Ohio Senators Propose Policy Changes in State Budget

Ohio is getting closer to have a budget which will dictate how the state pays for schools, daycares and other government services.

With nearly 10,000 pages spread across three different budget proposals, it can be difficult to keep track of what was offered where. And the amount state legislators must spend keeps changing, too.

The total budget for fiscal years 2022 and 2023 is now expected to exceed the original forecast by more than $ 3 billion. All that extra money should make it easier for lawmakers to find common ground before the June 30 deadline.

But here’s a list of the changes the Senate has made that both houses will need to tackle.

How to pay public schools

The biggest differences between House and Senate budgets are their plans to pay for K-12 education.

The funding formulas are different. They have different ways of calculating how much a local district should contribute. And while they both fund school vouchers directly, they spend different amounts on EdChoice scholarships.

Abortion

The Senate budget includes language that could negatively impact two of Ohio’s six surgical abortion clinics.

State law requires these clinics to have an agreement with a local hospital to admit women in an emergency, but two clinics in southwestern Ohio have variants that allow them to list local doctors who would provide treatment.

The proposed changes would force these doctors to live within 25 miles of clinics and ban them from teaching in state-funded hospitals and medical schools.

Suburban taxes

House and Senate want to leave commuters who worked from home during pandemic collect income tax refunds cities where their office buildings were located.

The big difference is whether they could claim refunds from 2020 or not.

Conscience clause

Senate budget wording would allow Ohio doctors, hospitals and health insurance companies refuse to provide or pay for medical service if it violates their moral beliefs.

State funded child care

Ohio Rating System for Child Care Centers that Accept State Dollars would change from mandatory to optional if an amendment to the Senate budget becomes law.

Supporters say the program is cumbersome and far too expensive, but opponents of the change say it will hurt Ohio’s most vulnerable children and make them less ready for kindergarten.

Internet access

The Ohio House allocated $ 190 million in its two-year budget for grants that would cover part of the cost of installing high-speed Internet in places where there are no lines.

The Senate withdrew this money, and it remains to be seen whether lawmakers will use federal coronavirus relief dollars for these projects or take money from the general revenue fund. The Senate version too prevents local governments from operating broadband networks where private sector companies operate.

Income taxes

The Ohio House and Senate want a general income tax reduction. The House proposed a 2% reduction (totaling $ 380 million) while the Senate increased it to 5% at a cost of $ 874 million.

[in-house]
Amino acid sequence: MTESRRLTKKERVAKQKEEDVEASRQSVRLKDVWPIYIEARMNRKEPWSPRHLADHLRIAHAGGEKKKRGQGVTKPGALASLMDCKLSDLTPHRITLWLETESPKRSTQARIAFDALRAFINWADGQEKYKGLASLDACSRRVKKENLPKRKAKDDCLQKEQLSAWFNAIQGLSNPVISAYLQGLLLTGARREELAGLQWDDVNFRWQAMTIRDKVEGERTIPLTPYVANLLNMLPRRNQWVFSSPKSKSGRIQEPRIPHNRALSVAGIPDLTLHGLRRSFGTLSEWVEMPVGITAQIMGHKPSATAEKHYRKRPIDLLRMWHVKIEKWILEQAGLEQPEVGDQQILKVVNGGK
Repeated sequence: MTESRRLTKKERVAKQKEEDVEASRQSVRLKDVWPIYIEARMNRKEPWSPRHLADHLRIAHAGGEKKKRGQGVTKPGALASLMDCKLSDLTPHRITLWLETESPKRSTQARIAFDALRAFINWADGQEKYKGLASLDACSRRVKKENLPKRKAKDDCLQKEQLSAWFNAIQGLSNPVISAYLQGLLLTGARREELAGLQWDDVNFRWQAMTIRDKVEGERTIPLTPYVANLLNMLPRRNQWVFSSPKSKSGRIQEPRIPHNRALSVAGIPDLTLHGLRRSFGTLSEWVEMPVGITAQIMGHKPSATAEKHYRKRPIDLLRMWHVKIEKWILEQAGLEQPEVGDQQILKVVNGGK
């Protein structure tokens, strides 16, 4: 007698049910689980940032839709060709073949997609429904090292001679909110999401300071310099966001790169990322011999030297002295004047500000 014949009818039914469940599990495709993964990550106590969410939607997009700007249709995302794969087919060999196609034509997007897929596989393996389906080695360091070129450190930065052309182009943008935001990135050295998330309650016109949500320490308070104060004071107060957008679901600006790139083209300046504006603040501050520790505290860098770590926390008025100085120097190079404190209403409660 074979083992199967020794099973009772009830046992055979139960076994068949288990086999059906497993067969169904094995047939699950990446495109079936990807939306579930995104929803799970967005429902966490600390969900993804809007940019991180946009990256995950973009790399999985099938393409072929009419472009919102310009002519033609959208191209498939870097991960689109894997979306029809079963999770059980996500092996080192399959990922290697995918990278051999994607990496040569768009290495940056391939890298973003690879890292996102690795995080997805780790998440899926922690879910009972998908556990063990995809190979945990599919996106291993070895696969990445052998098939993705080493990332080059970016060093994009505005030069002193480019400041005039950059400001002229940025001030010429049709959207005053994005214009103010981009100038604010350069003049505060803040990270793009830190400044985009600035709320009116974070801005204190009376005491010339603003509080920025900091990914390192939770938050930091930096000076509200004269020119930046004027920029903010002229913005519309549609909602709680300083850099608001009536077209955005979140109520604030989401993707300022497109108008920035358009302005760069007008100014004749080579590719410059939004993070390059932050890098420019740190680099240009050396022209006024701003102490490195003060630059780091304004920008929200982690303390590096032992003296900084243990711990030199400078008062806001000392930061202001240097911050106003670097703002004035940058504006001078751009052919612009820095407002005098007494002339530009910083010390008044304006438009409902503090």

Food vouchers

A last-minute change added to the Senate budget would change the rules for people who receive help through the Supplementary Nutrition Assistance Program (BREAK).

Republicans say the changes would provide much-needed oversight, but food banks and other social service providers say it will keep those in need away from programs.

Judicial policy

Republican lawmakers believe Ohio Supreme Court justices should run for office with a partisan designation. And this year, they added it to the state budget.

Candidates for office are currently running in the party primaries but appear without an “R” or “D” next to their name on the general election ballot.

Medicaid contracts

Ohio spent two years overhauling the Ohio Medicaid managed care system and chose six companies to manage health insurance for 3 million Ohioans in April.

Then the Senate budget proposal was released and recommended a takeover with the Republican leadership, saying some Ohio companies that didn’t win a contract were concerned “what the process was and how it went. was unrolled “.

Fight against property tax

How many residential properties should pay in taxes when they offer reduced rents to low-income Ohioans has been debated for years.

Everyone involved believed they were close to a solution, but the Senate budget plan came out and included a provision for these buildings to pay taxes on their market value rather than a subsidized rate.

Sex education

Schools should inform parents of any sex education offered beyond state law, which requires learning about sexually transmitted diseases and emphasizing abstinence. Language in the Senate budget would also require parents to enroll their child in these classes before they are taught. The Ohio Department of Health would audit school districts annually to make sure they are following the law.

USA TODAY Network Ohio bureau chief Jackie Borchardt contributed.

Anna Staver is a reporter for the USA TODAY Network Ohio Bureau, which serves Columbus Dispatch, Cincinnati Enquirer, Akron Beacon Journal, and 18 other affiliated news organizations across Ohio.

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